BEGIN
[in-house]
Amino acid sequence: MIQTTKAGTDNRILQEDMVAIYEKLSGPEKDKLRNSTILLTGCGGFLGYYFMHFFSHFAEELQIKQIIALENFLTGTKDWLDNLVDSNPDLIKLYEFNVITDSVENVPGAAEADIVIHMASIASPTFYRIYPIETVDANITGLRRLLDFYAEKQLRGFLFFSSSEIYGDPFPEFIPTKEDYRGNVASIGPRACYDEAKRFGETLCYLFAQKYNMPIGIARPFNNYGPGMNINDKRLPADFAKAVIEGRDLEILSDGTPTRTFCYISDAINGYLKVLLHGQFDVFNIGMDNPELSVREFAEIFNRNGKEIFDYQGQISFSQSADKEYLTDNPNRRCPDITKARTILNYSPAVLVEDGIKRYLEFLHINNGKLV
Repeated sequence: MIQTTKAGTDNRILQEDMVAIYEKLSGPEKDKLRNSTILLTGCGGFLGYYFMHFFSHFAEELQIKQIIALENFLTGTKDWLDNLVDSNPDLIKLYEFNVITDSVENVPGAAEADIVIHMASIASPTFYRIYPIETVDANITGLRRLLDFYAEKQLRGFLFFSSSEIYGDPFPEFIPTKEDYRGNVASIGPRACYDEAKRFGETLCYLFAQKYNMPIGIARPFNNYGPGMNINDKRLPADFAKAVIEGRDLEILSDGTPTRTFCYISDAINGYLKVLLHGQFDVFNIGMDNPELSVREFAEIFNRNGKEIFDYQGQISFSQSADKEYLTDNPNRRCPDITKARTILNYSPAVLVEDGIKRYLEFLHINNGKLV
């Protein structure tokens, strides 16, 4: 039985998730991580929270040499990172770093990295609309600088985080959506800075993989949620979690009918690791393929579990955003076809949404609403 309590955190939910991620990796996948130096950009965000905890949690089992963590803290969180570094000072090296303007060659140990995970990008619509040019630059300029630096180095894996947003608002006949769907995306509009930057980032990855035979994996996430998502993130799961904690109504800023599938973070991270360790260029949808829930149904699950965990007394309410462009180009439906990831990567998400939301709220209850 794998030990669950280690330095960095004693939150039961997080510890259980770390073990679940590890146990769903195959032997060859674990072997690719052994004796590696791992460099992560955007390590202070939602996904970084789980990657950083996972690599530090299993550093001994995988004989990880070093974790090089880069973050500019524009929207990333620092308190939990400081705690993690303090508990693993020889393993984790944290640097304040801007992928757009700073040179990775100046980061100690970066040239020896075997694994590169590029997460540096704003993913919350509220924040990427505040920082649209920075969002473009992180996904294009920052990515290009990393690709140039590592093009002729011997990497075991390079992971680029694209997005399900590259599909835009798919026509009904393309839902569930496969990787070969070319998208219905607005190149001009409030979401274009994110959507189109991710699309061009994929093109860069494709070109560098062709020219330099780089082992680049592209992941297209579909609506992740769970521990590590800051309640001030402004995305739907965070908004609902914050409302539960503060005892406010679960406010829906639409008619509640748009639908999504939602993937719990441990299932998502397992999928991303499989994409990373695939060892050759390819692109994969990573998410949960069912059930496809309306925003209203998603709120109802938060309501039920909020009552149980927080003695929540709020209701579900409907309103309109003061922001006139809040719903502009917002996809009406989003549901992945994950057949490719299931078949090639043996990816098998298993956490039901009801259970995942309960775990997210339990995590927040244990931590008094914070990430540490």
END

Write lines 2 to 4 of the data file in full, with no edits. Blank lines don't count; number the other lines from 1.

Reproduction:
Amino acid sequence: MIQTTKAGTDNRILQEDMVAIYEKLSGPEKDKLRNSTILLTGCGGFLGYYFMHFFSHFAEELQIKQIIALENFLTGTKDWLDNLVDSNPDLIKLYEFNVITDSVENVPGAAEADIVIHMASIASPTFYRIYPIETVDANITGLRRLLDFYAEKQLRGFLFFSSSEIYGDPFPEFIPTKEDYRGNVASIGPRACYDEAKRFGETLCYLFAQKYNMPIGIARPFNNYGPGMNINDKRLPADFAKAVIEGRDLEILSDGTPTRTFCYISDAINGYLKVLLHGQFDVFNIGMDNPELSVREFAEIFNRNGKEIFDYQGQISFSQSADKEYLTDNPNRRCPDITKARTILNYSPAVLVEDGIKRYLEFLHINNGKLV
Repeated sequence: MIQTTKAGTDNRILQEDMVAIYEKLSGPEKDKLRNSTILLTGCGGFLGYYFMHFFSHFAEELQIKQIIALENFLTGTKDWLDNLVDSNPDLIKLYEFNVITDSVENVPGAAEADIVIHMASIASPTFYRIYPIETVDANITGLRRLLDFYAEKQLRGFLFFSSSEIYGDPFPEFIPTKEDYRGNVASIGPRACYDEAKRFGETLCYLFAQKYNMPIGIARPFNNYGPGMNINDKRLPADFAKAVIEGRDLEILSDGTPTRTFCYISDAINGYLKVLLHGQFDVFNIGMDNPELSVREFAEIFNRNGKEIFDYQGQISFSQSADKEYLTDNPNRRCPDITKARTILNYSPAVLVEDGIKRYLEFLHINNGKLV
């Protein structure tokens, strides 16, 4: 039985998730991580929270040499990172770093990295609309600088985080959506800075993989949620979690009918690791393929579990955003076809949404609403 309590955190939910991620990796996948130096950009965000905890949690089992963590803290969180570094000072090296303007060659140990995970990008619509040019630059300029630096180095894996947003608002006949769907995306509009930057980032990855035979994996996430998502993130799961904690109504800023599938973070991270360790260029949808829930149904699950965990007394309410462009180009439906990831990567998400939301709220209850 794998030990669950280690330095960095004693939150039961997080510890259980770390073990679940590890146990769903195959032997060859674990072997690719052994004796590696791992460099992560955007390590202070939602996904970084789980990657950083996972690599530090299993550093001994995988004989990880070093974790090089880069973050500019524009929207990333620092308190939990400081705690993690303090508990693993020889393993984790944290640097304040801007992928757009700073040179990775100046980061100690970066040239020896075997694994590169590029997460540096704003993913919350509220924040990427505040920082649209920075969002473009992180996904294009920052990515290009990393690709140039590592093009002729011997990497075991390079992971680029694209997005399900590259599909835009798919026509009904393309839902569930496969990787070969070319998208219905607005190149001009409030979401274009994110959507189109991710699309061009994929093109860069494709070109560098062709020219330099780089082992680049592209992941297209579909609506992740769970521990590590800051309640001030402004995305739907965070908004609902914050409302539960503060005892406010679960406010829906639409008619509640748009639908999504939602993937719990441990299932998502397992999928991303499989994409990373695939060892050759390819692109994969990573998410949960069912059930496809309306925003209203998603709120109802938060309501039920909020009552149980927080003695929540709020209701579900409907309103309109003061922001006139809040719903502009917002996809009406989003549901992945994950057949490719299931078949090639043996990816098998298993956490039901009801259970995942309960775990997210339990995590927040244990931590008094914070990430540490």